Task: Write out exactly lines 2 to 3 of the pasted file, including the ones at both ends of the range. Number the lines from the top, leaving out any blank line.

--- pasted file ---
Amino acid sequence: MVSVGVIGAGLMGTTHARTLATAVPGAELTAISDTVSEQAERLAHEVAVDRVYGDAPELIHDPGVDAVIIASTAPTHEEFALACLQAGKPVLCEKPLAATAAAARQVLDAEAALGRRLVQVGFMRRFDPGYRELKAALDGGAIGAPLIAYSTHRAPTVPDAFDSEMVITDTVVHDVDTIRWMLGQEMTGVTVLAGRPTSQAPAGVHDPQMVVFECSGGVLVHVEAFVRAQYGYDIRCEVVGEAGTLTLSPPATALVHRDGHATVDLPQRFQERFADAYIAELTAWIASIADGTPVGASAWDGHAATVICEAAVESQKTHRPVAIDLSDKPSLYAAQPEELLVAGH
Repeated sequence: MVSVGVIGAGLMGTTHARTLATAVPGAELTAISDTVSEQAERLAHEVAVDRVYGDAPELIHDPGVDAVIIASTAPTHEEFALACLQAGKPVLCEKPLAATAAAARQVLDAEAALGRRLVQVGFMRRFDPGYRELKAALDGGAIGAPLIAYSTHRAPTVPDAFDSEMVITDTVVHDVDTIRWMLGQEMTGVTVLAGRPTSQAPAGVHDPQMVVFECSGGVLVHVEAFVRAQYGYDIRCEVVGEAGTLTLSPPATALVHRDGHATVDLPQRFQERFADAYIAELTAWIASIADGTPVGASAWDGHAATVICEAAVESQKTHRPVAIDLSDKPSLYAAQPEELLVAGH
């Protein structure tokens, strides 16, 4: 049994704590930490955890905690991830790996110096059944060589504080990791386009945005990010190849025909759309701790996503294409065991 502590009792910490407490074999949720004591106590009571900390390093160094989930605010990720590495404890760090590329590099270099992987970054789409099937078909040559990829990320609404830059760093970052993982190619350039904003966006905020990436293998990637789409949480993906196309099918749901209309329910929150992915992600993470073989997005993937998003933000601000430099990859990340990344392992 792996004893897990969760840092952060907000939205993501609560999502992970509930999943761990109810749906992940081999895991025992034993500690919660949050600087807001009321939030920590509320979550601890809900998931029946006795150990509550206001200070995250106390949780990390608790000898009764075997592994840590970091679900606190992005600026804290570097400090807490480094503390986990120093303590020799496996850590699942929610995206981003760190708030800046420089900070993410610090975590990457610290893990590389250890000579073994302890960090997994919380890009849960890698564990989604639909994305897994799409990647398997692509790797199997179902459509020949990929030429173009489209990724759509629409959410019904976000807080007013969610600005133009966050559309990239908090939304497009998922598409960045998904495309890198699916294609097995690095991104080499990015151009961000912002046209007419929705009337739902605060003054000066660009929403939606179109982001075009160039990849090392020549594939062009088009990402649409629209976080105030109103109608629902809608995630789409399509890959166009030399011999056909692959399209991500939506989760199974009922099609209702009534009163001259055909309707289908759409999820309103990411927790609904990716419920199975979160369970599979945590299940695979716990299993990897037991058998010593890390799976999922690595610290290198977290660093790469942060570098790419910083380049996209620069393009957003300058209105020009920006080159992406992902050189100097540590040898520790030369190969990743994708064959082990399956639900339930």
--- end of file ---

Repeated sequence: MVSVGVIGAGLMGTTHARTLATAVPGAELTAISDTVSEQAERLAHEVAVDRVYGDAPELIHDPGVDAVIIASTAPTHEEFALACLQAGKPVLCEKPLAATAAAARQVLDAEAALGRRLVQVGFMRRFDPGYRELKAALDGGAIGAPLIAYSTHRAPTVPDAFDSEMVITDTVVHDVDTIRWMLGQEMTGVTVLAGRPTSQAPAGVHDPQMVVFECSGGVLVHVEAFVRAQYGYDIRCEVVGEAGTLTLSPPATALVHRDGHATVDLPQRFQERFADAYIAELTAWIASIADGTPVGASAWDGHAATVICEAAVESQKTHRPVAIDLSDKPSLYAAQPEELLVAGH
């Protein structure tokens, strides 16, 4: 049994704590930490955890905690991830790996110096059944060589504080990791386009945005990010190849025909759309701790996503294409065991 502590009792910490407490074999949720004591106590009571900390390093160094989930605010990720590495404890760090590329590099270099992987970054789409099937078909040559990829990320609404830059760093970052993982190619350039904003966006905020990436293998990637789409949480993906196309099918749901209309329910929150992915992600993470073989997005993937998003933000601000430099990859990340990344392992 792996004893897990969760840092952060907000939205993501609560999502992970509930999943761990109810749906992940081999895991025992034993500690919660949050600087807001009321939030920590509320979550601890809900998931029946006795150990509550206001200070995250106390949780990390608790000898009764075997592994840590970091679900606190992005600026804290570097400090807490480094503390986990120093303590020799496996850590699942929610995206981003760190708030800046420089900070993410610090975590990457610290893990590389250890000579073994302890960090997994919380890009849960890698564990989604639909994305897994799409990647398997692509790797199997179902459509020949990929030429173009489209990724759509629409959410019904976000807080007013969610600005133009966050559309990239908090939304497009998922598409960045998904495309890198699916294609097995690095991104080499990015151009961000912002046209007419929705009337739902605060003054000066660009929403939606179109982001075009160039990849090392020549594939062009088009990402649409629209976080105030109103109608629902809608995630789409399509890959166009030399011999056909692959399209991500939506989760199974009922099609209702009534009163001259055909309707289908759409999820309103990411927790609904990716419920199975979160369970599979945590299940695979716990299993990897037991058998010593890390799976999922690595610290290198977290660093790469942060570098790419910083380049996209620069393009957003300058209105020009920006080159992406992902050189100097540590040898520790030369190969990743994708064959082990399956639900339930």